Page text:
Abertis | One of the currently most exciting takeovers in EuropeWhat follows reads like the script for a business thriller. Gripping, with some unpredictable dodges and a furious finale that remains open until the end. The takeover battle for the Spanish highway operator Abertis makes use of all dramaturgical tricks and even moves the political stage, but due to its complexity it is only something for real fans of this genre.
On the one hand, Atlantia, an infrastructure company from Italy. Management hopes that this acquisition will make it the world's largest highway operator and replace the previous no. 1, to finally replace Vinci from France.
On the other side ACS, a Spanish mega-construction group with its German subsidiary Hochtief, which was to present itself as a tough antagonist.
In May 2017, Atlantia launched a takeover bid for Abertis in the amount of EUR 16.50. The rise to Nr. 1 in the squad of freeway operators seemed to be free. There were no antitrust problems to worry about, after all, the two companies are mainly active in different countries. However, an obstacle quickly emerged that Atlantia had not anticipated: the Spanish government's latent aversion to Atlantia as a new owner.
Spanish Economy Minister Luis de Guindos was at pains to maintain a neutral stance on the planned takeover. But when he spoke of a "national interest" in Abertis, a certain skepticism about groups from Italy always resonated subliminally as well.
The memory of the failed 2006 takeover of Autostrade, Atlantia's predecessor, by Abertis, which had failed due to the concerns of the government in Rome, was too fresh. Other Spanish companies had experienced similar resistance from Italy. In this respect, it is an open secret that quite a few would prefer an "all-Spanish solution" in a takeover of Abertis. The fact that Abertis, with a 33 billion. EUR is not a small company, which does not necessarily simplify the whole thing.
The Grupo ACS (Actividades de Construcción y Servicios) has finally become active as the savior of Spanish interests. ACS had already invested around 26% in Abertis years ago, but had to sell this stake due to a crushing debt burden. Since even today the ACS balance sheet would not permit a takeover of such magnitude, a trick was used: the counterbid to Atlantia was not submitted directly by ACS, but through the German subsidiary Hochtief.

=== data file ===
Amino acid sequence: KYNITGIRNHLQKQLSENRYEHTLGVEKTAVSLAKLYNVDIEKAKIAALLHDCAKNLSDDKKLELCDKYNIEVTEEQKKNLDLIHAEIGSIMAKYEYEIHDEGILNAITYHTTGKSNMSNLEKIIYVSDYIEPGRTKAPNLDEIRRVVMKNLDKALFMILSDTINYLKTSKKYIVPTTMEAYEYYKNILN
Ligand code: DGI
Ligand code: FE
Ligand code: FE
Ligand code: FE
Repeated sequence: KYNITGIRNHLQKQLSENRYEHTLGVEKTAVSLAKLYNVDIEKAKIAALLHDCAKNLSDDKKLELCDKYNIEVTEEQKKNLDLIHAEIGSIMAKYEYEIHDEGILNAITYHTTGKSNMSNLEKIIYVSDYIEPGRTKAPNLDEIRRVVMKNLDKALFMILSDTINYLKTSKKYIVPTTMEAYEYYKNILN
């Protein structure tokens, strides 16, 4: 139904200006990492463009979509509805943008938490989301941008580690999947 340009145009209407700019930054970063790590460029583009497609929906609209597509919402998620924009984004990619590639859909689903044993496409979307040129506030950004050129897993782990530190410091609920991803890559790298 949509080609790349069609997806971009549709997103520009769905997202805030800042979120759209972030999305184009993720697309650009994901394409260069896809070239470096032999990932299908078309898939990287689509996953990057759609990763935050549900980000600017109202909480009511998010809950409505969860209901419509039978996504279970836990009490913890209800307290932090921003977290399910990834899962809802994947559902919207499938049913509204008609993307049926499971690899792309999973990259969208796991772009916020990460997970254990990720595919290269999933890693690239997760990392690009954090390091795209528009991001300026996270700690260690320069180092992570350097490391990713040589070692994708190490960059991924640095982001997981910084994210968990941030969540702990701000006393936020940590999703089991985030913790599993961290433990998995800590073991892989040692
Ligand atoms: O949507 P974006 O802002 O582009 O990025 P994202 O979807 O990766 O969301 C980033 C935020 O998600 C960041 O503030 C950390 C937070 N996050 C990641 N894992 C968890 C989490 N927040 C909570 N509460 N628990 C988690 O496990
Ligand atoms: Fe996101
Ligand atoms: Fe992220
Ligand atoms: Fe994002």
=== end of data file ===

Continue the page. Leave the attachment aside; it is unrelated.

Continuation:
In October of last year, Hochtief outbid its competitor's offer of EUR 18.76 per Abertis share. Abertis shareholders who wish to participate in the newly created joint venture can accept an exchange offer for Hochtief shares as an alternative to the cash component.
Our baseline scenario
Paladin had the opportunity to acquire the Abertis share at an attractive discount compared to the offer of 18.76 EUR by Hochtief. Basically an engagement with a double bottom. Because even if Hochtief's takeover failed, Atlantia's parallel offer would have limited our downside price risk.
A play in several acts
If the Hochtief share price had continued to rise until the end of the acceptance period, the exchange offer (as an alternative to the cash component) would have offered the opportunity to collect a significantly higher premium. However, since the rate has decreased noticeably in the meantime, this option does not seem very realistic at the moment.
At the same time, however, the probability of a second positive scenario has increased since then: after Hochtief outbid Atlantia's present offer, it is now not impossible that Atlantia will follow suit and increase its original offer again. Anyone can imagine that such a bidding war would be convenient for us.
"We believe we have room to make our offer adequately competitive, at the right moment, without jeopardizing value creation."Statements like this one from Atlantia's CEO Giovanni Castellucci underscore how determined they are in the fight for Abertis. Looking at Altantia's business model and plans, this decisiveness is not at all surprising. According to media reports, Atlantia enjoys the support of the banking consortium for an increase in the offer through new bonds, further sales of parts of the company or new credit lines. At the moment, therefore, there is much to be said for an improvement of the Atlantia offer.
One way or another: our commitment is already contributing to fund performance and thus bearing fruit. The stock market is already anticipating the aforementioned improvement in the price of the Abertis share, which currently stands at EUR 19.40 and is thus around 5% above our purchase price.